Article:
UN Human Rights Committee: Concluding observations on the fourth periodic report of Ireland (19 August 2014) – Religious Oath requirement

Let’s be quite clear our government has known for decades that the continuance of the constitutional requirement for taking a stated religious oath for high office (President, judges of superior courts and membership of Council of State) is an abnegation of human rights.

The UN Human Rights Committee has been calling for urgent action by government to move a constitutional amendment to do the right thing by citizens.

Here is what the latest UN HRC said in its report issued on 19 August last.

UN Human Rights Committee
Concluding observations on the fourth periodic report of Ireland
Freedom of religion

“21. The Committee is concerned at the slow pace of progress in amending the provisions of the Constitution that oblige individuals wishing to take up senior public office positions, such as President, members of the Council of State and members of the judiciary, to take religious oaths. It is also concerned about the slow progress in increasing access to secular education through the establishment of non-denominational schools, divestment of the patronage of schools and the phasing out of integrated religious curricula in schools accommodating minority faith or non-faith children. It expresses further concern that under section 37 (1) of the Employment Equality Acts, religious-owned institutions, including in the fields of education and health, can discriminate against employees or prospective employees to protect the religious ethos of the institution (arts. 2, 18, 25 and 27).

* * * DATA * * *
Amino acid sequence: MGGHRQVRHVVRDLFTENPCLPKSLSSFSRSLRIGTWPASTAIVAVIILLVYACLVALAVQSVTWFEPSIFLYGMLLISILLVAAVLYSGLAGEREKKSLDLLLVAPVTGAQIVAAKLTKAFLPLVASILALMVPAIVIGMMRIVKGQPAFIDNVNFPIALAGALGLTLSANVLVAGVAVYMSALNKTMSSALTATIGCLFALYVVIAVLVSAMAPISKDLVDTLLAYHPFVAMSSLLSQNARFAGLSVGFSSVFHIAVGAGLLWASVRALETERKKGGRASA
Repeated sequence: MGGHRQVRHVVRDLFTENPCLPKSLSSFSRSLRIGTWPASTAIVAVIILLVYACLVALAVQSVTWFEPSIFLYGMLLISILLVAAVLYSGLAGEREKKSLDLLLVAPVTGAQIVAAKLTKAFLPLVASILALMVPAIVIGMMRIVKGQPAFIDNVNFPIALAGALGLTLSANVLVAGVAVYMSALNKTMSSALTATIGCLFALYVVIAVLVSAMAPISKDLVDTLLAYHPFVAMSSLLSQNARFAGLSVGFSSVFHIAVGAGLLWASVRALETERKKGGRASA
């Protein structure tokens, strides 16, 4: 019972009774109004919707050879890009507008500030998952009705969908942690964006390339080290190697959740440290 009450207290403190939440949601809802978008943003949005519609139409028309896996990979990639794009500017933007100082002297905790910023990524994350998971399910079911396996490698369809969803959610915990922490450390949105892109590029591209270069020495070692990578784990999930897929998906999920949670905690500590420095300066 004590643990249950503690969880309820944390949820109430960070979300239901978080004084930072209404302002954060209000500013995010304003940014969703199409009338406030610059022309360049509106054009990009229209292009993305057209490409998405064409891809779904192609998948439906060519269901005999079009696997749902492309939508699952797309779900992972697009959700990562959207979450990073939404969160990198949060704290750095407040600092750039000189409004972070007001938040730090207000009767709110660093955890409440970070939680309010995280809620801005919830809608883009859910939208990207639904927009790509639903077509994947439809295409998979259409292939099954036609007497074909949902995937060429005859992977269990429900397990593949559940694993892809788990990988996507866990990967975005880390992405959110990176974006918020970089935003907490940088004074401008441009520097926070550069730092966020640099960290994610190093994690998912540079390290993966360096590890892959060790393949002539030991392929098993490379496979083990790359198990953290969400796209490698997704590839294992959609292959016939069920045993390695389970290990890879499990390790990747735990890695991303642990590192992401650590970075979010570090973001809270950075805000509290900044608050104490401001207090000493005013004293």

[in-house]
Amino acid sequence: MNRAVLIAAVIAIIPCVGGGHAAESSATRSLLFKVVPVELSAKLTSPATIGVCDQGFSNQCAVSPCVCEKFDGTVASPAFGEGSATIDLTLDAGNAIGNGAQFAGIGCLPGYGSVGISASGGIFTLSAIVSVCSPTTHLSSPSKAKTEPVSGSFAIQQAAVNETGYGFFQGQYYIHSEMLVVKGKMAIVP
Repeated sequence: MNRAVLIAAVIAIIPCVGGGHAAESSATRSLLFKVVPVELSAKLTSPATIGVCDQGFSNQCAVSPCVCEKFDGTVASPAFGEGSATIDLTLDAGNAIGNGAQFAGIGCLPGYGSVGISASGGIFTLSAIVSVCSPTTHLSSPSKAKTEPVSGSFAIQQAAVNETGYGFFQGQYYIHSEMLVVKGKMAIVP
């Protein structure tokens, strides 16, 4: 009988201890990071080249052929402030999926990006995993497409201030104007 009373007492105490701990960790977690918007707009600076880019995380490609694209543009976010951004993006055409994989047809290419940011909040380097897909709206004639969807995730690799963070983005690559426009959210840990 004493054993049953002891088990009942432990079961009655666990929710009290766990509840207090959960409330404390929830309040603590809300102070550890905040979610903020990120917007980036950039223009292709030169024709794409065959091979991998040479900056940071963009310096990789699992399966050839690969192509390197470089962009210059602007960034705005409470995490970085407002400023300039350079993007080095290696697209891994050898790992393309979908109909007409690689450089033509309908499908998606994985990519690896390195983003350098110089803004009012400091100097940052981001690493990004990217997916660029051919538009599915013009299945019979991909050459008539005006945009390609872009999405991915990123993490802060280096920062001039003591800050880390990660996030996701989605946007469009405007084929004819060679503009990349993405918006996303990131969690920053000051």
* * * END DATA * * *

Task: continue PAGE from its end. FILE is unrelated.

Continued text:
The State party should take concrete steps to amend articles 12, 31 and 34 of the Constitution that require religious oaths to take up senior public office positions, taking into account the Committee’s general comment No. 22 (1993) on freedom of thought, conscience and religion, concerning the right not to be compelled to reveal one’s thoughts or adherence to a religion or belief in public. It should also introduce legislation to prohibit discrimination in access to schools on the grounds of religion, belief or other status, and ensure that there are diverse school types and curriculum options available throughout the State party to meet the needs of minority faith or non-faith children. It should further amend section 37 (1) of the Employment Equality Act in a way that bars all forms of discrimination in employment in the fields of education and health”.

 

So CSCS asks why the proposed referendums to be conducted in 2015 are not addressing this issue?

http://tbinternet.ohchr.org/_layouts/treatybodyexternal/Download.aspx?symbolno=CCPR%2fC%2fIRL%2fCO%2f4&Lang=en